I'm just taking a guess on this so feel free to ignore me, but if your goal is to build a memory limit mechanism on top of GOGC, that's going to be hard without being conservative about how much headroom you give yourself. See #48409 which should help on that front.

@mknyszek mknyszek changed the title runtime: Frequent ReadMemStats will cause heap_live to exceed next_gc runtime: frequent ReadMemStats will cause heap_live to exceed next_gc Jan 13, 2022
@mknyszek mknyszek added this to the Backlog milestone Jan 13, 2022
@WangLeonard
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@WangLeonard WangLeonard commented Jan 13, 2022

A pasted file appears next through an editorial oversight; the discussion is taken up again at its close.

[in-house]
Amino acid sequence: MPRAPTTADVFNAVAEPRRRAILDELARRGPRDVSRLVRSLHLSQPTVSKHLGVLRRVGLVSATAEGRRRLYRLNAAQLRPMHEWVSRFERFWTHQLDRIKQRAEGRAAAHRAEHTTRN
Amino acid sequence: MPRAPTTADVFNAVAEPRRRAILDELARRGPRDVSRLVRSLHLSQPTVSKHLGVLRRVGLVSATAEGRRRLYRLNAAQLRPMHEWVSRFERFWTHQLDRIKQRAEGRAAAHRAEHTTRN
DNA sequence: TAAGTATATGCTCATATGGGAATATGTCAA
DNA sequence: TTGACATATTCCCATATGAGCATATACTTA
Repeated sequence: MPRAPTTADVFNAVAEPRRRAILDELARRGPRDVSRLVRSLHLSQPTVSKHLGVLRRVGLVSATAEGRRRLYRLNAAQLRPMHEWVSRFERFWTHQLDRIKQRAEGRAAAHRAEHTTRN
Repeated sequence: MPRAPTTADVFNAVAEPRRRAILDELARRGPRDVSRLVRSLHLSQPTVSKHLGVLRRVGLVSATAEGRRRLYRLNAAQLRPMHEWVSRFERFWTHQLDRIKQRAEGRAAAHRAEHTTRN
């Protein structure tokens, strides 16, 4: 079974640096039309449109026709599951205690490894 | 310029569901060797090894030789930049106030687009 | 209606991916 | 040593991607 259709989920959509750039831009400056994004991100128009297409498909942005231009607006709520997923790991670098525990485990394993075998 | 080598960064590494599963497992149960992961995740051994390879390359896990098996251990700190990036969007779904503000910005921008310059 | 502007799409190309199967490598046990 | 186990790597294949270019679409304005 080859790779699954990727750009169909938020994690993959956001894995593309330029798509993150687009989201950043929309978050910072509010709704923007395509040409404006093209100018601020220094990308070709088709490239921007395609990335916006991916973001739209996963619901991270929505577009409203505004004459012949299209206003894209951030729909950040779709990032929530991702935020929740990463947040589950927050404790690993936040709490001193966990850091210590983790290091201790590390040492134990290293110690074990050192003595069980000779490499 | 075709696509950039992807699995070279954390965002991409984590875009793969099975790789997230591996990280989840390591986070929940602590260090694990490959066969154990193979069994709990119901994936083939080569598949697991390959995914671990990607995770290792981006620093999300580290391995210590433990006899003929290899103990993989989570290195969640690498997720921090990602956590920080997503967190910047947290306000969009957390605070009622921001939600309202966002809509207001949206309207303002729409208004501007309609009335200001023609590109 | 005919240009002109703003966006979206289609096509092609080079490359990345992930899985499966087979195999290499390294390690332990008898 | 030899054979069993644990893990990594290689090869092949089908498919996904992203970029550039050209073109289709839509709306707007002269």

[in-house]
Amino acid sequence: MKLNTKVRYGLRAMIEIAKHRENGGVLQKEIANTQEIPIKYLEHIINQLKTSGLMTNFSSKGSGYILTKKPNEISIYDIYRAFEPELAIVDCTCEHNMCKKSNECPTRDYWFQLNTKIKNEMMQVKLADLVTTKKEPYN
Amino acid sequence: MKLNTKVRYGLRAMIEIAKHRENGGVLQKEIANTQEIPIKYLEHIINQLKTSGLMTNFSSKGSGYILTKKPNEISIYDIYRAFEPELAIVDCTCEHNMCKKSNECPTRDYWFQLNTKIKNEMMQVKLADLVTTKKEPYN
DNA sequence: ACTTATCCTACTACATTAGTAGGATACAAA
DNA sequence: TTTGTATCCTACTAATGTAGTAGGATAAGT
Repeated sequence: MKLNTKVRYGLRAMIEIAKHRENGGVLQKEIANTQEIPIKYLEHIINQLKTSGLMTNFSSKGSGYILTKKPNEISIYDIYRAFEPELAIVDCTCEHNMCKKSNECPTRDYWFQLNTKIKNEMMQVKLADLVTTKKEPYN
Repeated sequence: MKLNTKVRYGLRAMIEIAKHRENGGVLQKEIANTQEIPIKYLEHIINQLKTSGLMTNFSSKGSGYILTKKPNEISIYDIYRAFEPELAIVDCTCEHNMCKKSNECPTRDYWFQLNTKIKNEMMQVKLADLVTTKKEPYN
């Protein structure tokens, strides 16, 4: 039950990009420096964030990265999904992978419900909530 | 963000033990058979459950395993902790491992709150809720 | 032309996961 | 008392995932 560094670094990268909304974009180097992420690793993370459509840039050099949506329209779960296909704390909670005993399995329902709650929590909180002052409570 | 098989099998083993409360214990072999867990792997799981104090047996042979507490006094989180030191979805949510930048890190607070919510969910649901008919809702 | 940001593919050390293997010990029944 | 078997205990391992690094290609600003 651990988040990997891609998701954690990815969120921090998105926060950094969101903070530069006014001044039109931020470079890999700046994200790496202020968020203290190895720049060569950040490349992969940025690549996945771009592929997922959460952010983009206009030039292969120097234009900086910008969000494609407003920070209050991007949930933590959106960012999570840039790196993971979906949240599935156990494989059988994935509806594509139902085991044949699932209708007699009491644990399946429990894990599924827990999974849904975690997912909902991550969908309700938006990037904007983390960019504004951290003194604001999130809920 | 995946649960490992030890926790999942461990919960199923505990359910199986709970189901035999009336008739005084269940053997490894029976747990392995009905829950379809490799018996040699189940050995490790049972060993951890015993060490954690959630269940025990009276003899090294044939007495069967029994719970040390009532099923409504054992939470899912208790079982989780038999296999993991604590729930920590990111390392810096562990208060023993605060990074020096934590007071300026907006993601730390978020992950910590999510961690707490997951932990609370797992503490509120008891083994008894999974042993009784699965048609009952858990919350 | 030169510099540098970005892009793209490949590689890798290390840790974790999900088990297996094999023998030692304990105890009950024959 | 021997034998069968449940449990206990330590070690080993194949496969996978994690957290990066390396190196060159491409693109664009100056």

@mknyszek
Thank you for your detailed answer!
got it, and I will try to modify the test case with runtime/metrics.

if your goal is to build a memory limit mechanism on top of GOGC

Aha, you are right.
I'm using SetMaxheap in my go1.14 program, and it works very well. When I try to port it to go1.16, the test cases would randomly fail. After I try to locate, created this issue.
I just think that the pacer should guarantee heap_live <= next_gc when there is only one goroutine, of course it's not a question of correctness, and I understand it now, thanks.
I have read and continue to follow #48409, It's more complete and fixes some of the problems with Setmaxheap, very nice!
but it depends on "GC Pacer Redesign" which on go1.18+, so my program still needs to use SetMaxheap in go1.16.
By the way, does it have cl now? I'd like to use and verify it. Looking forward to it being released soon.
Thank you!